For over a year, a couple of my friends, Kate & Jen and I have been trying to get together for a Girl’s Night. We have met downtown for a drink or a quick bite, but we wanted to spend an evening at one of our homes and make our own dinner. Last week, we finally made it happen!
Girl’s Nights are worth it. You learn much and you laugh. A lot.
Things I learned at Girl’s Night
1) A new No Frills? Worth checking out. Rush hour in Toronto? Unless you enjoy driving 3km/hr, avoid it. And free parking? *cue the heavenly choir* Woo hoo!
I arrived in Toronto around 4:30 and Jen picked me up at the bus station. It was rush hour and traffic made the getting to a grocery store and then to Kate’s a loooooong proces; we arrived around 6pm. I actually mapped it and the distance to the grocery store and then to Kate’s was about 3km. Our visit to No Frills was pretty much in/out as we knew what we wanted…so let’s do the math. 1.5 hours – 30 minutes in the grocery store (I’m being generous here) = about 3km/hr. Let’s hear it for Toronto rush hour traffic!
No Frills, almost ready for business!
Jen was making the salad and my responsibility was the creation of a potato/veggie side-dish. We decided to visit the new No Frills on King St near Sherbourne for ingredients.
I have to mention the store specifically because I was suitably impressed by:
1) how clean it was (compared to other scary No Frills I’ve visited over the years)
2) how friendly and helpful the staff were and
3) .. most important impressive quality…*free* parking!
For anyone who lives, or spends time in Toronto, and needs to put their vehicle somewhere for any length of time, you *know* how rare free parking is. Whether we’re talking street parking or parking at a large box store, finding an empty spot that actually fits your car and doesn’t cost a week’s paycheque results in joy and merriment, akin to winning the lottery.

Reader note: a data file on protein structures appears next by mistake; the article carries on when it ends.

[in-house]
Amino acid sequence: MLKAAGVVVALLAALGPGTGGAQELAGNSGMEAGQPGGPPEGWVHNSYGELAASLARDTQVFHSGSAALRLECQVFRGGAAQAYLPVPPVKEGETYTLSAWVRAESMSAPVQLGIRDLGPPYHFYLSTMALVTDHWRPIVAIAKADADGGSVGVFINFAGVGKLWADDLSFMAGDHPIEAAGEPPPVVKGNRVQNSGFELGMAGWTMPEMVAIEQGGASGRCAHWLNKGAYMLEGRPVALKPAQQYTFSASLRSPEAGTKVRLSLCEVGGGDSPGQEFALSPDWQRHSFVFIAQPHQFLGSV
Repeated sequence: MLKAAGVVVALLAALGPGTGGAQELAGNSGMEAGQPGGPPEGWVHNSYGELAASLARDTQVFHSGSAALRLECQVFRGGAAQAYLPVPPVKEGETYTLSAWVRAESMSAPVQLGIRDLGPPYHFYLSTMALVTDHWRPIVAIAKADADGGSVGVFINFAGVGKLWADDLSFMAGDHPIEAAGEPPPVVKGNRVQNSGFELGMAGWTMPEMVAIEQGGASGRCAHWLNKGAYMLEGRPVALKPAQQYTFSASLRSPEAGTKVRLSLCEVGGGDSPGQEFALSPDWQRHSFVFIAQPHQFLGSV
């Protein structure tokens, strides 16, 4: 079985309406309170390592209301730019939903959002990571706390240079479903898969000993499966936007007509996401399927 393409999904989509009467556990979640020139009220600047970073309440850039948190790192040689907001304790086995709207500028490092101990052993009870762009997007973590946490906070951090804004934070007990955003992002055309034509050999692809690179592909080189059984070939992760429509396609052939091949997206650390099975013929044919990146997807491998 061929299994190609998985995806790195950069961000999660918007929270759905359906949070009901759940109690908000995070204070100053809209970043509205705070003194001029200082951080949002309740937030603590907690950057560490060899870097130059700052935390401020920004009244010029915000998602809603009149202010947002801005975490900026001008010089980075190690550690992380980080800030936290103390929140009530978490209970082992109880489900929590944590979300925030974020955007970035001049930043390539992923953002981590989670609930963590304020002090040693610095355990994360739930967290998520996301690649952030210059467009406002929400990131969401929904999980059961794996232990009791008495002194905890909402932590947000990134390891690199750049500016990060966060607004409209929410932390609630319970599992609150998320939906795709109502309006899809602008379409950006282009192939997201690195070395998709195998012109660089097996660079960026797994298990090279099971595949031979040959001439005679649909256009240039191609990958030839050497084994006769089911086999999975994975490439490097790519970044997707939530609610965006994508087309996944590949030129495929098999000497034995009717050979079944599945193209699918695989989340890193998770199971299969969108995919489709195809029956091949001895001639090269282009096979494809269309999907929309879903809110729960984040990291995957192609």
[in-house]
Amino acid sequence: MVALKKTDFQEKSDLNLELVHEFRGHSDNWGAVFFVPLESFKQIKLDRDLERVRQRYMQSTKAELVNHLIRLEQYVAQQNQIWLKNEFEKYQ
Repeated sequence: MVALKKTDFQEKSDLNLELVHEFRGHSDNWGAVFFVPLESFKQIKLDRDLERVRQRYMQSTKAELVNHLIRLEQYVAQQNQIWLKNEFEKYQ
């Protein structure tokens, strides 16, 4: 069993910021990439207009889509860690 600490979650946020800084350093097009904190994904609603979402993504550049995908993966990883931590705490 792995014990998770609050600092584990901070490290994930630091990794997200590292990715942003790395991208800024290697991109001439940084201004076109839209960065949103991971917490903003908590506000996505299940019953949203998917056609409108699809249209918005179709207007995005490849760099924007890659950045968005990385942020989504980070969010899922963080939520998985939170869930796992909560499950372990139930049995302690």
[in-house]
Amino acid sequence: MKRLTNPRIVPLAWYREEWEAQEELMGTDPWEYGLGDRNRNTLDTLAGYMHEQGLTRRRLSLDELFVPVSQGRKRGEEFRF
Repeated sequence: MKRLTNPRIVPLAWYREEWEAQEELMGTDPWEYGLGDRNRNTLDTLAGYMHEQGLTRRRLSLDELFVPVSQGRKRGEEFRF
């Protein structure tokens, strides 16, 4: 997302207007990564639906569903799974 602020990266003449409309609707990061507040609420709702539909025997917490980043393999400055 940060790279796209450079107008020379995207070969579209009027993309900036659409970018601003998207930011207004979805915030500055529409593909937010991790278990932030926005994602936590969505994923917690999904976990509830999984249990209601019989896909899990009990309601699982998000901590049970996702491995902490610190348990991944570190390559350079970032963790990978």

Okay, that’s an exaggeration…but you know what I mean.
Ingredients in hand, we headed to Kate’s, where more life lessons were waiting.
2) When a bottle of wine will not open, you use *anything* handy to force it. It will taste THAT much better after all the effort!
Kate had bought a bottle of amazing Argentinian Malbec that she had seen a good review somewhere, labeling it as a lovely addition to a Girls Night. (So, it didn’t say that *exactly* but that’s how it tasted!)
It was a twist-off cap, which you would assume is the most straightforward of all wine bottles to open. Nope. There was no perforated seam between the cap and the neck-band, so it all spun together when we tried to open it.
Trying to open the wine bottle from hell! Eventually we used the bottle opener which you can see in the bottom left corner.
10 minutes later....the bottle opener did it's job...albeit slowly.
I should mention at this point that the neck-band was made of thin metal, rather than the foil we expected. It was sharp and made for delicate bottle-cap manoeuvering.
Almost there...going on half an hour now...that wine is going to taste so freakin good!